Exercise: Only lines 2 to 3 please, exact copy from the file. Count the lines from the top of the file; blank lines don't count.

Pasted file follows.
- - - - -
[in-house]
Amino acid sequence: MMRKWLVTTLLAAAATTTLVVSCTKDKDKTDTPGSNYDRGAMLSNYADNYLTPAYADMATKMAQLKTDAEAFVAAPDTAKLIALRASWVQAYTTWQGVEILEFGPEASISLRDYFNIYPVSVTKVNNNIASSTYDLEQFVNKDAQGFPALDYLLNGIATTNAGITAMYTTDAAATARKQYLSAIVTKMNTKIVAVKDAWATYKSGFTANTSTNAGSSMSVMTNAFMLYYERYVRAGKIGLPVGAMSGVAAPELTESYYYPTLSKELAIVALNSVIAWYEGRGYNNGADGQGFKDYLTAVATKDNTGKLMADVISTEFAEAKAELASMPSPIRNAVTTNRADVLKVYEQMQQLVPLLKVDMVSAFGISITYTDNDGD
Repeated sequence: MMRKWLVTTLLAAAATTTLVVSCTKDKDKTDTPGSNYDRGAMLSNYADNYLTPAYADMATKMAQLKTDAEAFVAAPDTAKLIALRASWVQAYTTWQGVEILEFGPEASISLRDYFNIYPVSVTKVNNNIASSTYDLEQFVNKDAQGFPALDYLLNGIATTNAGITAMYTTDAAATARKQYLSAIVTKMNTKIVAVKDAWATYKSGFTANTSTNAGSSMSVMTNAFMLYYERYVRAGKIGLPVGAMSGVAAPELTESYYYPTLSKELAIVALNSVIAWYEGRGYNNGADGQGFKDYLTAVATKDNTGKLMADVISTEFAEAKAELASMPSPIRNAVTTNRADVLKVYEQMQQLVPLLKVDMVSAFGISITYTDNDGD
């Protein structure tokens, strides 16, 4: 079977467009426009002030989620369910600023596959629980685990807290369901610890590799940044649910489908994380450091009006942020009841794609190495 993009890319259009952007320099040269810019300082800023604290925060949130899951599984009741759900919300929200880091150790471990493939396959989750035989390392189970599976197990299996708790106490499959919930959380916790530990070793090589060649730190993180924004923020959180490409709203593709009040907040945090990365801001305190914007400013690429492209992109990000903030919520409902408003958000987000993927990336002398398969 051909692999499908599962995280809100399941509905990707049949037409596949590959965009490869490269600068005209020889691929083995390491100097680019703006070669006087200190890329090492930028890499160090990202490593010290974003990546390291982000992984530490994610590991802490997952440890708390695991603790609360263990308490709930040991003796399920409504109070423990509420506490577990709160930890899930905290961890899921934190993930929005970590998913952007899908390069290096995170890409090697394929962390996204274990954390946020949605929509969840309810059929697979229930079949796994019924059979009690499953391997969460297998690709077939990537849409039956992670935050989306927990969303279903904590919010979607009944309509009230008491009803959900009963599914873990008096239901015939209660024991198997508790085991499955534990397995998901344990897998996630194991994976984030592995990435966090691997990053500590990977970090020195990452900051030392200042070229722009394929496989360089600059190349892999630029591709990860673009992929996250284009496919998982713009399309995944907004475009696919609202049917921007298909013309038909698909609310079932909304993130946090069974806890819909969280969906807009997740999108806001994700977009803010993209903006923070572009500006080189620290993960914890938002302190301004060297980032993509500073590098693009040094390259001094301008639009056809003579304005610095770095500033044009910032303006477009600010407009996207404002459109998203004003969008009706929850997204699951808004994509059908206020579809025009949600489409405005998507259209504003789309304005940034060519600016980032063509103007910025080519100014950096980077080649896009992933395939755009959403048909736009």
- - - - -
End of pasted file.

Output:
Amino acid sequence: MMRKWLVTTLLAAAATTTLVVSCTKDKDKTDTPGSNYDRGAMLSNYADNYLTPAYADMATKMAQLKTDAEAFVAAPDTAKLIALRASWVQAYTTWQGVEILEFGPEASISLRDYFNIYPVSVTKVNNNIASSTYDLEQFVNKDAQGFPALDYLLNGIATTNAGITAMYTTDAAATARKQYLSAIVTKMNTKIVAVKDAWATYKSGFTANTSTNAGSSMSVMTNAFMLYYERYVRAGKIGLPVGAMSGVAAPELTESYYYPTLSKELAIVALNSVIAWYEGRGYNNGADGQGFKDYLTAVATKDNTGKLMADVISTEFAEAKAELASMPSPIRNAVTTNRADVLKVYEQMQQLVPLLKVDMVSAFGISITYTDNDGD
Repeated sequence: MMRKWLVTTLLAAAATTTLVVSCTKDKDKTDTPGSNYDRGAMLSNYADNYLTPAYADMATKMAQLKTDAEAFVAAPDTAKLIALRASWVQAYTTWQGVEILEFGPEASISLRDYFNIYPVSVTKVNNNIASSTYDLEQFVNKDAQGFPALDYLLNGIATTNAGITAMYTTDAAATARKQYLSAIVTKMNTKIVAVKDAWATYKSGFTANTSTNAGSSMSVMTNAFMLYYERYVRAGKIGLPVGAMSGVAAPELTESYYYPTLSKELAIVALNSVIAWYEGRGYNNGADGQGFKDYLTAVATKDNTGKLMADVISTEFAEAKAELASMPSPIRNAVTTNRADVLKVYEQMQQLVPLLKVDMVSAFGISITYTDNDGD